Despite Long Hours, Low Pay,
Teachers Love Their Profession
NEA Survey Paints a Groundbreaking
Portrait of Today's Public School Teachers
all of the problems in our public schools and the constant reminders
of the low salaries that teachers are paid, you would expect job
satisfaction to be low. Somehow, despite all the negative factors
that make headlines, the reality is that most teachers love teaching!
survey, conducted by the National Education Association (NEA),
showed that many of America's public school teachers spend their
own time expanding their knowledge and skills. Classes and professional
training are a way of life for many teachers. Some even go to
summer school to learn new skills and keep up with advances in
for the classroom are hard to find, teachers spend hundreds of
their own dollars purchasing supplies, books, and materials for
their students. The most impressive statistic is that, in spite
of the long hours and low pay, a majority would still return to
the classroom if they had it all to do all over again.
are among the thousands of fascinating facts about the professional
and personal lives of today's teachers contained in Status
of the American Public School Teacher. The NEA has produced this report every five
years since 1961. These pages paint a picture of the teaching
profession over four decades. They are the most comprehensive
look at today's public school teaching force and how it differs
from previous decades.
survey takes you inside some typical public school classrooms
and introduces you to the dedicated professionals who are working
there," said NEA President Reg Weaver. "I'm proud to
say that children attending public schools today are being taught
by the best educated, most experienced teachers ever. And that's
just the start of the good news within this report."
Some key findings
should cause some concern. If the average teacher has 15 years
experience and 23 percent began within the past five years, that
means a large number of teachers are reaching retirement age -
and not being replaced by new teachers. If this trend is not recognized
and addressed, at some point this will result in an experience
gap. Many new teachers in classrooms without the mentoring of
the "old-timers" to improve their skills.
spend an average of 50 hours per week on instructional duties,
including an average of 12 hours each week on non-compensated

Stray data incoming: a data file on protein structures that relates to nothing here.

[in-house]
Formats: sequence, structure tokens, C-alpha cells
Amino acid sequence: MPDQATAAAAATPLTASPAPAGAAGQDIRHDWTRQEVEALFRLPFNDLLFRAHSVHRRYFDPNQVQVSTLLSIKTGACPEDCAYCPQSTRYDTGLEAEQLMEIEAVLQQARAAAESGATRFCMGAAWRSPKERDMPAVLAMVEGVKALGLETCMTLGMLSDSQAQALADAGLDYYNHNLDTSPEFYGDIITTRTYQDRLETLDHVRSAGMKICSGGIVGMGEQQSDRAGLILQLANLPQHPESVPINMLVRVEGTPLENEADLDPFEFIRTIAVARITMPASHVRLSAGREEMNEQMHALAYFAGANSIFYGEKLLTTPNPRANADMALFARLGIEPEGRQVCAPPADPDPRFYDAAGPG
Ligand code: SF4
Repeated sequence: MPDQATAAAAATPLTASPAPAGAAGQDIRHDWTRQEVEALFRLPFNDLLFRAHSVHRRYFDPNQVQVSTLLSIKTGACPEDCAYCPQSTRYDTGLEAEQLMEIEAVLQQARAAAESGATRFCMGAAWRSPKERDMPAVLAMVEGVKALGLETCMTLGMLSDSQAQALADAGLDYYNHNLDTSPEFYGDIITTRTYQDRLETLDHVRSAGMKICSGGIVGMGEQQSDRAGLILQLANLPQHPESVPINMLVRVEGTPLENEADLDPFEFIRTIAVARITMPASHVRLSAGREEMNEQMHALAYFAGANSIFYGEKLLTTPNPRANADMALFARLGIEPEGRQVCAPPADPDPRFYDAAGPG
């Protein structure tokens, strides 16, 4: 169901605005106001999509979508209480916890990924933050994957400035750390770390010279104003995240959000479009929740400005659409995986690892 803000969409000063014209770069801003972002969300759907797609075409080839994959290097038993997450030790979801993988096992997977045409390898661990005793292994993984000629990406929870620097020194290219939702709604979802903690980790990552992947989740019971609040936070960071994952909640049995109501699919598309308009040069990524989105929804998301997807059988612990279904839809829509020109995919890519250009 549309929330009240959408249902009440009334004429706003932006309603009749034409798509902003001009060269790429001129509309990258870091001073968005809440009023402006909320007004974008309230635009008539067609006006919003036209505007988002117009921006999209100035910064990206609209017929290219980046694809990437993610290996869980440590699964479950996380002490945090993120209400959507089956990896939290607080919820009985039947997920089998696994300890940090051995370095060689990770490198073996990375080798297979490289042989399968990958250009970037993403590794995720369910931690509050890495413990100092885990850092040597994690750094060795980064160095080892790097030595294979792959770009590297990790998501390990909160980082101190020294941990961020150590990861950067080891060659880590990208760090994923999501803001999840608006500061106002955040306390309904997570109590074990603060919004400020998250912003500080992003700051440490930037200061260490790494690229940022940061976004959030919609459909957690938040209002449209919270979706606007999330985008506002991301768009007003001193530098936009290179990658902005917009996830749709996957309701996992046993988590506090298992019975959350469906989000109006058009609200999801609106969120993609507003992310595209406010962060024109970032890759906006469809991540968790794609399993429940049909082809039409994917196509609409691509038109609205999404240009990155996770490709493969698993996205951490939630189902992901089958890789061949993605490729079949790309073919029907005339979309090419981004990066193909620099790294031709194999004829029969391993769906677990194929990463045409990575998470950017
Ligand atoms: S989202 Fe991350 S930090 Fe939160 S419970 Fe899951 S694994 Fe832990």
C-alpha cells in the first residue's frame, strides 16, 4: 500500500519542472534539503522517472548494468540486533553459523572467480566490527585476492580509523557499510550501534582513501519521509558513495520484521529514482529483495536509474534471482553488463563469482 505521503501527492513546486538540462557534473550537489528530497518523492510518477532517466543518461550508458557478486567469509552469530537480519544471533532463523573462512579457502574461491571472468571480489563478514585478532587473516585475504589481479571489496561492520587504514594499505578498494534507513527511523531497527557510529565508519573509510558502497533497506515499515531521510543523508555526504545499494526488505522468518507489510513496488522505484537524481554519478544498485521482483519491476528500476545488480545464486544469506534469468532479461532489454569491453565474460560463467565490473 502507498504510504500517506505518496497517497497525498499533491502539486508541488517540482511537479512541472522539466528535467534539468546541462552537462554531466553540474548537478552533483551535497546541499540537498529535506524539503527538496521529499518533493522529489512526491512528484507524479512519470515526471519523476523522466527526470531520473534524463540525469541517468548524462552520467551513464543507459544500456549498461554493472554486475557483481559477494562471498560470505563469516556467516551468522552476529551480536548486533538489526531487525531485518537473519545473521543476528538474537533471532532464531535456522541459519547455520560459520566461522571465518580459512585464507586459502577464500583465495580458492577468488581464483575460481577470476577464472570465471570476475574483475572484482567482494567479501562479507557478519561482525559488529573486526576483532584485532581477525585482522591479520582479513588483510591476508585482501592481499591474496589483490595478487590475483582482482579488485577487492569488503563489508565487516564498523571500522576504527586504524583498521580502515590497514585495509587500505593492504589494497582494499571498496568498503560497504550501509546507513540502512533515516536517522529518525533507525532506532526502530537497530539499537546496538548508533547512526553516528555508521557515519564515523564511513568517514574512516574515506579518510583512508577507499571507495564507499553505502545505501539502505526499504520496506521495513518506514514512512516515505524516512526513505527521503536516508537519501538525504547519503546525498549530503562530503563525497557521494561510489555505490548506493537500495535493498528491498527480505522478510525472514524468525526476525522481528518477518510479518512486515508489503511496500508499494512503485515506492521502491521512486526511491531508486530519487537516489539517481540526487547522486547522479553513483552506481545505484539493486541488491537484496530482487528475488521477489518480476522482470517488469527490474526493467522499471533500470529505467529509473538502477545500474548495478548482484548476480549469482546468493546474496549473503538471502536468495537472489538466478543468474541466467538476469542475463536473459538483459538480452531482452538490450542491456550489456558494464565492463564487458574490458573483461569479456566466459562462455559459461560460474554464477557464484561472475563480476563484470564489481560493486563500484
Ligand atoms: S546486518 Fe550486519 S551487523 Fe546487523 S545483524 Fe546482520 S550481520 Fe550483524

school-related activities such as grading papers, bus duty,
and club advising.
based on fewer hours and no overtime, the complaints of the classroom
teachers become more understandable. Many outside the schools
feel that the long summer vacations justify lower pay scales,
but in reality, many teachers spend a good part of their vacation
honing their skills for the upcoming year. Facing a classroom
unprepared is tougher on the teacher than on students who wander
in with no homework done. Curious children are demanding and can
be unforgiving in a classroom setting.
With a new
set of federal requirement, meeting standards can be as difficult
for the educator as it is for the children they teach.
areas are cutting back on the taxes available for school funding.
The Federal government has mandated many changes that they have
not provided funding for. Teachers are caught in the fiscal bind
and many supply what they need out of pocket to keep their classrooms
all of this, three-fifths of teachers (60 percent) said they would
become teachers again. However, there were many (21 percent) who
said they would not choose teaching as a career if they could
start over again.
For the first
time, the survey sought to identify the reasons for teachers leaving
the profession before retirement. The most often cited reason
(37 percent) for abandoning their training and professional experience
was low salaries. Minority teachers (50 percent), male teachers
(43 percent), and teachers under 30 (47 percent) were most likely
to claim low pay as the reason they will not stay in teaching.
open to young professionals with advanced degrees are often much
more lucrative - financially - than teaching. Supporting a family
on a teacher's salary is not an easy task. No matter how dedicated
a teacher may be, fighting to pay bills on a regular basis, or
working a second job to make up the difference between career
paths they could have taken, can discourage long term commitment.
also reveals a profession that is struggling to provide role models
of both sexes and all races within a teaching workforce that is
predominantly white (90 percent) and female (79 percent). Since
1981, the ratio of male to female teachers has steadily declined
- it now stands at a 40-year low (21 percent).
the news in this report is encouraging on many fronts, the survey
also includes some warning calls that can't be ignored,"
said Weaver. "People are leaving our profession because of
the low pay, and we're struggling to recruit and retain male teachers
and teachers of color. These are areas that we must address and
Education Association is the nation's largest professional
employee organization, representing 2.7 million elementary and
secondary teachers, higher education faculty, education support
professionals, school administrators, retired educators, and students
preparing to become teachers.
Education Association (NEA)